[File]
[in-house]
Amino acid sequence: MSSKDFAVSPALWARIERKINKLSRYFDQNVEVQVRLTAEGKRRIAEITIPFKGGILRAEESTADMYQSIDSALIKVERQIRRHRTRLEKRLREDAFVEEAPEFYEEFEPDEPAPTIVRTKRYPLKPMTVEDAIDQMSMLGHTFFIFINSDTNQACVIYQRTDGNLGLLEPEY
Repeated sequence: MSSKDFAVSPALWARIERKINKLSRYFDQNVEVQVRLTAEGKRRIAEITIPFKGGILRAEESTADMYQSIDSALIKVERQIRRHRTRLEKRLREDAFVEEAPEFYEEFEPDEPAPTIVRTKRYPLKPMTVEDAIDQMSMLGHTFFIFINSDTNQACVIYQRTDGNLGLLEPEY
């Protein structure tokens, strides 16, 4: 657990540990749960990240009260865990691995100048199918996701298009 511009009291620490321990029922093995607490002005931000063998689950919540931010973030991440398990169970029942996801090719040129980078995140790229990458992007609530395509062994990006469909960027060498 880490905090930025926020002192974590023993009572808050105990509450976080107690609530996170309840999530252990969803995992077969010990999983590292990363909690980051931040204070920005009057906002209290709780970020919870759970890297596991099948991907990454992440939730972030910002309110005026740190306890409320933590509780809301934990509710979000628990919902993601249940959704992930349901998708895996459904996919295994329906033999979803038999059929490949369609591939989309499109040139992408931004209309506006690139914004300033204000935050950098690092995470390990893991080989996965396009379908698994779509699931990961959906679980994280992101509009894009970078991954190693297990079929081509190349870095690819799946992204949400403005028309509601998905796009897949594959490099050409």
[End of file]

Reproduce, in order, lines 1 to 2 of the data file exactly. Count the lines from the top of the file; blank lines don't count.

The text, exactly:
[in-house]
Amino acid sequence: MSSKDFAVSPALWARIERKINKLSRYFDQNVEVQVRLTAEGKRRIAEITIPFKGGILRAEESTADMYQSIDSALIKVERQIRRHRTRLEKRLREDAFVEEAPEFYEEFEPDEPAPTIVRTKRYPLKPMTVEDAIDQMSMLGHTFFIFINSDTNQACVIYQRTDGNLGLLEPEY